Walsh Reacts to Chapter 70 Funding Increase

For the better part of the past year Mayor Martin Walsh has been on the front lines advocating for ending the generations-long under-funding of local public schools.

The outdated formula used to fund public schools in Boston and other school districts in low-income neighborhoods has led to budget shortfalls year after year here.

 Because the state has not updated its education funding formula since 1993 to reflect districts’ real health insurance and special education costs, the amount of aid being provided to cover those costs is too small.
To compensate, many districts like Boston end up using money that would otherwise have supported core education programs—including Regular Education, Teachers, Materials & Technology, and Professional Development. This also results in dramatic cuts in other areas of education.
A few weeks ago Gov. Charlie Baker signed the state’s Fiscal Year 2020 budget. In it there was $5.2 billion for Chapter 70 aid to ensure sufficient resources to fund the FY20 costs of an anticipated multi-year overhaul of the school finance formula, while enabling full implementation of the recommendations of the Foundation Budget Review Commission.

Last year State Sen. Sonia Chang-Diaz (D-Jamaica Plain) filed the Education PROMISE Act. The key price of legislation that was supported by Kelly and other educators in the state would recalculate the cost to educate each student in public school districts known as the ‘foundation budget’. This recalculation could pour millions of dollars into schools over the next several years. The legislation also reforms state education funding by fully implementing the Foundation Budget Review Commission (FBRC) recommendations and addressing the underlying inequities within the Commonwealth’s education funding formulas, like Chapter 70. As a result of the bill, foundation budgets statewide will better reflect the true cost of educating students, and there will be a renewed partnership between the state and all districts in funding those foundation budgets.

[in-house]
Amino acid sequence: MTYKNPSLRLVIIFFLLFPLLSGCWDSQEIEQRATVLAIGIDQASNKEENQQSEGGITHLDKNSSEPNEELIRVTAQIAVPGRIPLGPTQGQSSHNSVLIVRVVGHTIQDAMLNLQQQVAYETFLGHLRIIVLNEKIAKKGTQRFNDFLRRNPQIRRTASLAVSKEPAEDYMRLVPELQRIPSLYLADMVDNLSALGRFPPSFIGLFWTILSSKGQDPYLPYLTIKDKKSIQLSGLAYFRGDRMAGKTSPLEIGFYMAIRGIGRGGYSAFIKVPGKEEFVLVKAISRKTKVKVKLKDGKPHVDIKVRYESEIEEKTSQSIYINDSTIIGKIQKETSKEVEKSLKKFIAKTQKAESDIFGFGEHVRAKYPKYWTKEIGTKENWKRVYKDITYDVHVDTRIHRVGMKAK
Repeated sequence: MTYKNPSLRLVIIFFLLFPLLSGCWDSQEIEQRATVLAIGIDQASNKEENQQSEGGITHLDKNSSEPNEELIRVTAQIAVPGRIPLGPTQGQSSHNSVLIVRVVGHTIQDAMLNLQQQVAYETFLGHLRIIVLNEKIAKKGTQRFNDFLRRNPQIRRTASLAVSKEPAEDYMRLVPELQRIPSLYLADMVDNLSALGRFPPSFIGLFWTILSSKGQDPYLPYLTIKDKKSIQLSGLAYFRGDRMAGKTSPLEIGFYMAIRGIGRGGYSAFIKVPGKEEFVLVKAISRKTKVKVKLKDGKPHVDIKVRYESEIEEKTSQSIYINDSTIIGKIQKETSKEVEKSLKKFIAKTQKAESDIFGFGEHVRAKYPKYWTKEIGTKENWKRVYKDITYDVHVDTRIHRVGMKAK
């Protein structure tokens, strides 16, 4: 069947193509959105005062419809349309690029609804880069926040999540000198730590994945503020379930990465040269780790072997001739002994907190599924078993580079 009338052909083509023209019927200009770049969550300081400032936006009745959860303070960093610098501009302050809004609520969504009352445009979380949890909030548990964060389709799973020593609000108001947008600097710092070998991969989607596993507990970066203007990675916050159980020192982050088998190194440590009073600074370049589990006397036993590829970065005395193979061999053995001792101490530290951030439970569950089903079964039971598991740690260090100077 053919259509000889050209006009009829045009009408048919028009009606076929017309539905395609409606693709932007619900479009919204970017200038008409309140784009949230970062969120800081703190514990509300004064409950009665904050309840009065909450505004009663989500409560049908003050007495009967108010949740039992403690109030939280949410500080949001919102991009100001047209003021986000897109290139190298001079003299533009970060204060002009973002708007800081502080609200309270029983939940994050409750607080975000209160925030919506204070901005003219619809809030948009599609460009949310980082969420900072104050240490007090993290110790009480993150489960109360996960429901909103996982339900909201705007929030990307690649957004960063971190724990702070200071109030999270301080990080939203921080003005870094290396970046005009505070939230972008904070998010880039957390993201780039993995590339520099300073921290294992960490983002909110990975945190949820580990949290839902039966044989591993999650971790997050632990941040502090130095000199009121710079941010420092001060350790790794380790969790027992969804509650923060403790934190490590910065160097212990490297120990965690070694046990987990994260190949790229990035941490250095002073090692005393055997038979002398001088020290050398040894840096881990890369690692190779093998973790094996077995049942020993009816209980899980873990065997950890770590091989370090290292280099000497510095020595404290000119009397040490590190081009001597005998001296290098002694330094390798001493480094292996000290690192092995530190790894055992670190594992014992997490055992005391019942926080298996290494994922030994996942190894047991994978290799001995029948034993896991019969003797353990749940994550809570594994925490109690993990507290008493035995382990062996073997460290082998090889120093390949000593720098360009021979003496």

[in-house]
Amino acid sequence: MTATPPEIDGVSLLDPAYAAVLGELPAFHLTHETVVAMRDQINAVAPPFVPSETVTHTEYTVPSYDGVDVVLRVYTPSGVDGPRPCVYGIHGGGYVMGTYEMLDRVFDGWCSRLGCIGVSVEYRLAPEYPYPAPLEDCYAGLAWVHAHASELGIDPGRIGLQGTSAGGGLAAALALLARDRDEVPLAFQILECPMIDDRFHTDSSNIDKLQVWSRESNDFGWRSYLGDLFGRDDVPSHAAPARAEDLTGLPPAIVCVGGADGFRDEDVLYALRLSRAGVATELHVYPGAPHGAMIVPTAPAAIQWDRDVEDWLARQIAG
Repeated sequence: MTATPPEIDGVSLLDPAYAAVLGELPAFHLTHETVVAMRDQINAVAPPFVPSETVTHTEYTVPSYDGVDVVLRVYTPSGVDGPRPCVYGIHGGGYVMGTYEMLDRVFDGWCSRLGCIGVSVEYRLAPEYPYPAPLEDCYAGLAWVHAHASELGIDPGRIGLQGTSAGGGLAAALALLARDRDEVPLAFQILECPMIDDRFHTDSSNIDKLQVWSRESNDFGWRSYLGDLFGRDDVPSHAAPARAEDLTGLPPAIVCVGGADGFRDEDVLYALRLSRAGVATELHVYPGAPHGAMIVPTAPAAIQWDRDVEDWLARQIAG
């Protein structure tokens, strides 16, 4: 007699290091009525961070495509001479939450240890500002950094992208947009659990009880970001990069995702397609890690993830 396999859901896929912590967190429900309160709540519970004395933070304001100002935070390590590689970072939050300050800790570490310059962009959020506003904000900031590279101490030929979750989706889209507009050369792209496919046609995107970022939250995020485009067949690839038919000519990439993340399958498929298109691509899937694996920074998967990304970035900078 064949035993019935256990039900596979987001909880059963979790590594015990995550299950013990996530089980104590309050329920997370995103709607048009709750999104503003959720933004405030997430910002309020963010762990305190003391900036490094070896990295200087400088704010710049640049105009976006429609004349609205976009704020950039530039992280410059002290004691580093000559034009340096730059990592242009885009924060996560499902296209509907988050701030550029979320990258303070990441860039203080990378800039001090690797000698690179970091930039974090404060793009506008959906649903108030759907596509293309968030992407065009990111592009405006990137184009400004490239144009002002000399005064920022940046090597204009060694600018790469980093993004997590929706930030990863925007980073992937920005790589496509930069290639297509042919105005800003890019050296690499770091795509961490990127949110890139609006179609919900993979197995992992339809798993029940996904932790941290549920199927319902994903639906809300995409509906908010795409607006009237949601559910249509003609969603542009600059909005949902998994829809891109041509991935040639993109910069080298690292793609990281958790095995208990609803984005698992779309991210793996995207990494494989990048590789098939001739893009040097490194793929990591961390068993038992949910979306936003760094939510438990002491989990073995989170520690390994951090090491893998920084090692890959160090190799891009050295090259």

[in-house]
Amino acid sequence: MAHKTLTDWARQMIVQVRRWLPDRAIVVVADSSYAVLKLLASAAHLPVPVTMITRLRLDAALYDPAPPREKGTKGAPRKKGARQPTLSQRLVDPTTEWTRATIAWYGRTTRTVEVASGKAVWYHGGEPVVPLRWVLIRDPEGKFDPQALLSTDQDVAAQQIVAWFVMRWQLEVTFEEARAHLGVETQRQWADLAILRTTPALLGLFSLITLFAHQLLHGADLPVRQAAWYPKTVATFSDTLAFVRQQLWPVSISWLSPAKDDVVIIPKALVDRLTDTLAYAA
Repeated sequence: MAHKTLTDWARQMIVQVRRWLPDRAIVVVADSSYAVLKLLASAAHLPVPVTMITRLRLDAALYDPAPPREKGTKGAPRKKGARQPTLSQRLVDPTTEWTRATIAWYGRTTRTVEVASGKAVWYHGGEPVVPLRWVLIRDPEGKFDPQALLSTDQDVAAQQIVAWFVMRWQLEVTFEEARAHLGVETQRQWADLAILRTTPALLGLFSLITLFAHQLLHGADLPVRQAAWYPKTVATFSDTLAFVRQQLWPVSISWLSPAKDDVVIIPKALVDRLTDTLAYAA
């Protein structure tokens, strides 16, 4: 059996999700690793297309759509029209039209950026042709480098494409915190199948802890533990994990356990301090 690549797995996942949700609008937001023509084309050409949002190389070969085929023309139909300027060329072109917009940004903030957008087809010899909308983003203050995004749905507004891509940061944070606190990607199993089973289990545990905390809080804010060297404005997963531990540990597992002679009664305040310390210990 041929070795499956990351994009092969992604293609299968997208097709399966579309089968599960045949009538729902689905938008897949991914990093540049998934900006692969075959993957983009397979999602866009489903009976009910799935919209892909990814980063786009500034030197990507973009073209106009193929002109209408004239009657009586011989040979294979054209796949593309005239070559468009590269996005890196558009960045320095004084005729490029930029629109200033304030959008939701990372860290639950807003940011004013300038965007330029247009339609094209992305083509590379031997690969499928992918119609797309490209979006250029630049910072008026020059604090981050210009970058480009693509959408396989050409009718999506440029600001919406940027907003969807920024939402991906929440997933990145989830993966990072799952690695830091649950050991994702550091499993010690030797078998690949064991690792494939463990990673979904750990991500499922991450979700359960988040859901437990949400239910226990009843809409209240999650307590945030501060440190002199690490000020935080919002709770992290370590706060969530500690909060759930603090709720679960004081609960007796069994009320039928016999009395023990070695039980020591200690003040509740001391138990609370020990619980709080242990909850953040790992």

“When we filed our budget and school finance reform proposals in January we pledged to update the formula that funds our public schools, recognizing the challenge that some school districts face in keeping up with the cost of funding a quality public school education for every child in Massachusetts,” said Baker. “The Fiscal Year 2020 budget will allow the Commonwealth to take another step toward providing the necessary resources to continue implementing the recommendations of the Foundation Budget Review Commission, and we look forward to working with the Legislature on a bill that modernizes the Chapter 70 school finance formula and provides new tools and resources to ensure that this significant investment leads to better outcomes for all Massachusetts children, especially those in our highest-need communities.”

Following a series of forums on the issue last winter in cities and towns across the state hosted by  the Massachusetts Association of School Superintendents Mayor Walsh joined the growing chorus of elected officials asking state legislators to revamp the school funding formula.

Walsh said every student in Massachusetts deserves a 21st century education and should have the opportunity to succeed, no matter their talent or challenges, family income or background.

Walsh called Baker’s signing of the FY20 budget a step in the right direction.

 “We are encouraged by the Legislature and Governor’s attention to education finance reform in the FY20 budget, particularly the critical issue of charter reimbursement, and we thank both branches for taking the time to address this and other education funding issues,” said Walsh last week. “We also look forward to a full education finance reform bill and we will continue to advocate for an equitable long-term education finance solution for all communities including Boston.”  

 According to Walsh, Boston invests over $1.3 billion a year to educate over 65,000 district and charter public school students, a number that has grown by over $250 million since 2014. During this school year, the Boston School FY19 budget was the largest in the school department’s history. While progress has been made, more work and investment is needed to close achievement and opportunity gaps for all students.
Walsh said as Boston’s investments in its students, facilities and teacher has grown, state funding has lagged behind. Inequities in the Commonwealth’s education funding formulas have failed urban school districts, like Boston, that educate the majority of economically disadvantaged, English Language Learners and special education students in the state. The current education funding formulas result in less net state funding every year for BPS students.

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